You still can't buy WiMax wireless base stations, but there were plenty on show last week at the annual WiMax World conference, in Boston.

The industry love-fest saw the introduction of the latest generation of fixed WiMax chipsets, base stations and customer-premises subscriber stations. But a lot of the buzz was around products and promises to support the mobile WiMax chips and radios (such as those from Intel) due out in 2007.

Fixed WiMax (IEEE 802.16d) is a standard for broadband wireless. Mobile WiMax (802.16e) makes changes to that standard to support mobile clients: radios mounted in vehicles or otherwise moving, with seamless handoffs from one base station to another, as cellular voice calls do today. Those changes come with a price: somewhat less throughput than the 1-3 Mbit/s for fixed WiMax, and less range (a few miles compared to 10-15 miles).

Make way for Wave 2 Those restrictions may be offset with the next major advance for 16e, later in 2007 when vendors introduce so-called "Wave 2" products, which will support a technique called multiple input multiple output. MIMO makes it possible to pack more data into a wireless connection and extend its range, partly by the use of multiple antennas.

This year's crop of products are an evolution in the WiMax market. So vendors are touting base stations designs that can support more users, or be efficiently managed, or embrace additional WiMax frequency bands, or meet carrier standards for reliability and performance. Another trend is marrying together several wireless technologies into these products, such as 802.11 Wi-Fi for client access, Wi-Fi mesh for backhaul connections, and 4.9 GHz radios for dedicated public safety applications in the United States.

Who's doing what? The 16e products being unveiled will be submitted to the WiMax Forum's certification testing process, which starts in 2007. Last month, the Forum drew 21 vendors to the first public mobile WiMax "PlugFest," which can be thought as a kind of pick-up practice game of interoperability testing for vendors. Formal testing for 16e interoperability and compliance will start in January 2007.

Among the announcements last week:

  • ADC Wireless demonstrated live video streaming over its Digivance WMX WiMax net products; it unveiled a hardened, outdoor enclosure for its WFX Wi-Fi LAN Array product. The multi-radio nodes have a half-mile range, and up to four wireless backhaul links, each supporting up to 162 Mbit/s according to the vendor.
  • Airspan promised to start shipping in the next three months its fixed-or-mobile HiperMAX base station line, covering a range of frequencies (and still more in the near future) and using either frequency division multiplexing or time division multiplexing. Fixed WiMax can use either multiplexing scheme, but mobile WiMax only supports time division. HiperMAX uses a software-defined radio, so operators can use the same platform for either mobile or fixed services.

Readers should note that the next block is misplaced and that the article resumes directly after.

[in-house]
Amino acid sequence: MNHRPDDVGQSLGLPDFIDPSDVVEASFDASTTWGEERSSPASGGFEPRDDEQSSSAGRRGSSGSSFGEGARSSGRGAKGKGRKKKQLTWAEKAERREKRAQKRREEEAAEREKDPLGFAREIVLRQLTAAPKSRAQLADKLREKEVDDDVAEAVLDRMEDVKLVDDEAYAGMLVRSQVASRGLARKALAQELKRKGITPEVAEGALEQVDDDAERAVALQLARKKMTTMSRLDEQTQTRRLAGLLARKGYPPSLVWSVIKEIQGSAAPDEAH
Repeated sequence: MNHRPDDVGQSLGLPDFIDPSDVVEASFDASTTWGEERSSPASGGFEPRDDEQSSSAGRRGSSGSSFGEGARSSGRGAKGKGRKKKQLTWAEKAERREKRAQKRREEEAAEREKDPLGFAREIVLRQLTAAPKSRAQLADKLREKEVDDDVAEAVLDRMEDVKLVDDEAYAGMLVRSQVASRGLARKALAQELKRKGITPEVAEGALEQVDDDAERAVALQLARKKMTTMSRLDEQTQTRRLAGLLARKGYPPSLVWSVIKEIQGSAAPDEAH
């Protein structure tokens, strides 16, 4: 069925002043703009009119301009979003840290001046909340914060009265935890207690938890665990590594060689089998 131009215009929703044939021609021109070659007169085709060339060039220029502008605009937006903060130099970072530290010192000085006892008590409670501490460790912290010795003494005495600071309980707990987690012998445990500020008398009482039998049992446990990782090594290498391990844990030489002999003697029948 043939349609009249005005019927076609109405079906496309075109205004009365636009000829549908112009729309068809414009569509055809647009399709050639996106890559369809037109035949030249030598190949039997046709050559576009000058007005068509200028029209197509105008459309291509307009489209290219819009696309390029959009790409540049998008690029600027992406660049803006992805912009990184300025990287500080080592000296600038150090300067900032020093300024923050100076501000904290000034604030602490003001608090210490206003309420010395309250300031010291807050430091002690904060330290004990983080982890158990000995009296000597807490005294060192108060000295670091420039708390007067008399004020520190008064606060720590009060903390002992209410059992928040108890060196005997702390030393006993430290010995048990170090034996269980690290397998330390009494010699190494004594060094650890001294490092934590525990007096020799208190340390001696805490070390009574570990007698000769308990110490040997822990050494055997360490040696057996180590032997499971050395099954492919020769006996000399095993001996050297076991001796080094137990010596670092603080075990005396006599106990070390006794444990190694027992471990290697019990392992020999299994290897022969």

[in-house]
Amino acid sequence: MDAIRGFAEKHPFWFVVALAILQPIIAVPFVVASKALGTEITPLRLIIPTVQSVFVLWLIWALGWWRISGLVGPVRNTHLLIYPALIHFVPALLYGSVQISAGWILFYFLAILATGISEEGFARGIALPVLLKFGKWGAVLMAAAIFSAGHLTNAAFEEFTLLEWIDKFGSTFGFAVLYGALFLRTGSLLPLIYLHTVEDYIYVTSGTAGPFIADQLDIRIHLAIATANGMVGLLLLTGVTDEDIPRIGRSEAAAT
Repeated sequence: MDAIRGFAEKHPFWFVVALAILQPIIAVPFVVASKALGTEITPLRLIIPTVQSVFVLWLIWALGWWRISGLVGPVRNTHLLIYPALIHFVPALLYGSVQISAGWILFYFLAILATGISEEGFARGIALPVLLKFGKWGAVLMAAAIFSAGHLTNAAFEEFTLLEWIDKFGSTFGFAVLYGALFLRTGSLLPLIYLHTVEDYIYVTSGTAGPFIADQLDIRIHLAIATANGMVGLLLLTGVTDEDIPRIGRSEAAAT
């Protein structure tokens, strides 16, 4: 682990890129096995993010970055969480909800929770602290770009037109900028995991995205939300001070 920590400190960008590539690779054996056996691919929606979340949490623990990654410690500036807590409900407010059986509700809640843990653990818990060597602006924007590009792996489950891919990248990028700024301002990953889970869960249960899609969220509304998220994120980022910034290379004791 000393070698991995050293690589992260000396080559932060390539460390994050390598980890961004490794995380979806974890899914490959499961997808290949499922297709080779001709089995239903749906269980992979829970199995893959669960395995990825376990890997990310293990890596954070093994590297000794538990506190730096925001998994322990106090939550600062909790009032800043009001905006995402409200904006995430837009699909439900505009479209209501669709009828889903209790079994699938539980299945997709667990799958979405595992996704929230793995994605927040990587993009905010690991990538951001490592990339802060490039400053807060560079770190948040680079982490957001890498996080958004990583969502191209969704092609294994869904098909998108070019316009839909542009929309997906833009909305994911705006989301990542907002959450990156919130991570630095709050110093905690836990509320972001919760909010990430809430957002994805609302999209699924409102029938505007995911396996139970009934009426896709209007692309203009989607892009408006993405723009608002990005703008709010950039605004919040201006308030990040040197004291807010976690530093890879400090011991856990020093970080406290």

• Alvarion also promised to ship its 16e product line, BreezeMAX 2300 and 2500 model base stations, within the next three months. These will support the 2.3- and 2.5-GHz bands available in the United States. Alvarion's mobile package also includes QoS features, multimedia subsystems and other elements to support mobile WiMax from client device to base station.
  • Aperto Networks explained details of its 16e plans, essentially adapting its PacketMAX 5000 fixed WiMax products to support mobility. Aperto will introduce a 16e blade for the base station to let it support mobile services. The company's WaveCenter network management application now will support 16e base and subscriber stations, in keeping with similar announcements from rivals.
  • Eion Wireless selected Wavesat's latest WiMax chipset to power its first WiMax radio products. Eion hasn't said when those products will ship.
  • InfiNet Wireless, a Russia-based wireless broadband equipment maker, showed its first crop of WiMax certified equipment, which start shipping by year-end in the 3.5-GHz band, with 2.5 GHz radios due out in early 2007. Dubbed SkyMAN NG (for Next Generation), the new products will include multi-node base stations that can accept not only new WiMax nodes, but also the company's existing mesh and Wi-Fi access radios. Earlier this year, InfiNet announced a new version of its system software to handle this multiplicity of wireless interfaces.
  • Sequans Communications, a WiMax semiconductor supplier, unveiled its 16e mobile WiMax chips. The company has focused on creating a chipset that draws minimal power, to be the basis of WiMax clients: PCI Express mini cards, SDIO modules, USB dongles and other form factors, including eventually mobile handsets. Last week, the company showed PCMCIA cards in the 2.3- to 2.7-GHz band, with a 3.5-GHz product due in November. Sequans is using a single-chip WiMax RF transceiver from Maxim as part of its product.
  • Stella Doradus, an Irish company specialising in advanced antennas, unveiled what it says is the first solid-state, remote electrical tilt antenna for WiMax base stations. A technician at a central NOC can position the antenna remotely for optimal performance, eliminating the need for expensive and dangerous tower climbs. The antenna design also reduces cell to cell interference by 800 percent, and maintains a uniform signal strength for end users, according to the company.